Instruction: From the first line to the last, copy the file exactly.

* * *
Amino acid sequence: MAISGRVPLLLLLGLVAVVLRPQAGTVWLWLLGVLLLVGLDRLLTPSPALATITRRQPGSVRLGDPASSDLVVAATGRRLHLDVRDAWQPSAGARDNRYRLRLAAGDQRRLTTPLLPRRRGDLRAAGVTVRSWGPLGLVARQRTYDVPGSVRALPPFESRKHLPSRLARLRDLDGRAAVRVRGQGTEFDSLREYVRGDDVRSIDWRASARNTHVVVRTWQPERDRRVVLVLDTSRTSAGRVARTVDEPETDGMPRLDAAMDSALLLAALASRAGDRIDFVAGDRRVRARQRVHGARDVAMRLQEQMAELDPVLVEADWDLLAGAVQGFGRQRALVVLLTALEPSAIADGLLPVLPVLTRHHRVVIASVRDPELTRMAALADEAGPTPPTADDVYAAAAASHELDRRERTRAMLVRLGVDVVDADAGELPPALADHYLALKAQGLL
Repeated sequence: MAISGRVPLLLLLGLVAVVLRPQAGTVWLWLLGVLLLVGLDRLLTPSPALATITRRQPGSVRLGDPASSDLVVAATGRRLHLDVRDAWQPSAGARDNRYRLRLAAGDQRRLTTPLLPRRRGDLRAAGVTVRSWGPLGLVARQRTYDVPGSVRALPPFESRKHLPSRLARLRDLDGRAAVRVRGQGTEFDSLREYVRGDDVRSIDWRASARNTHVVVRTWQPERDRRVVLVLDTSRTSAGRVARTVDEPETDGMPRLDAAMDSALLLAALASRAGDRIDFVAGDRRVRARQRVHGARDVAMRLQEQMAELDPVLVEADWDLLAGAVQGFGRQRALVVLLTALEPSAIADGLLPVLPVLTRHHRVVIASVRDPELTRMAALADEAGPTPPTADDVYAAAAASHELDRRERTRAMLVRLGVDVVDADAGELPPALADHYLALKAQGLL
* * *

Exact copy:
Amino acid sequence: MAISGRVPLLLLLGLVAVVLRPQAGTVWLWLLGVLLLVGLDRLLTPSPALATITRRQPGSVRLGDPASSDLVVAATGRRLHLDVRDAWQPSAGARDNRYRLRLAAGDQRRLTTPLLPRRRGDLRAAGVTVRSWGPLGLVARQRTYDVPGSVRALPPFESRKHLPSRLARLRDLDGRAAVRVRGQGTEFDSLREYVRGDDVRSIDWRASARNTHVVVRTWQPERDRRVVLVLDTSRTSAGRVARTVDEPETDGMPRLDAAMDSALLLAALASRAGDRIDFVAGDRRVRARQRVHGARDVAMRLQEQMAELDPVLVEADWDLLAGAVQGFGRQRALVVLLTALEPSAIADGLLPVLPVLTRHHRVVIASVRDPELTRMAALADEAGPTPPTADDVYAAAAASHELDRRERTRAMLVRLGVDVVDADAGELPPALADHYLALKAQGLL
Repeated sequence: MAISGRVPLLLLLGLVAVVLRPQAGTVWLWLLGVLLLVGLDRLLTPSPALATITRRQPGSVRLGDPASSDLVVAATGRRLHLDVRDAWQPSAGARDNRYRLRLAAGDQRRLTTPLLPRRRGDLRAAGVTVRSWGPLGLVARQRTYDVPGSVRALPPFESRKHLPSRLARLRDLDGRAAVRVRGQGTEFDSLREYVRGDDVRSIDWRASARNTHVVVRTWQPERDRRVVLVLDTSRTSAGRVARTVDEPETDGMPRLDAAMDSALLLAALASRAGDRIDFVAGDRRVRARQRVHGARDVAMRLQEQMAELDPVLVEADWDLLAGAVQGFGRQRALVVLLTALEPSAIADGLLPVLPVLTRHHRVVIASVRDPELTRMAALADEAGPTPPTADDVYAAAAASHELDRRERTRAMLVRLGVDVVDADAGELPPALADHYLALKAQGLL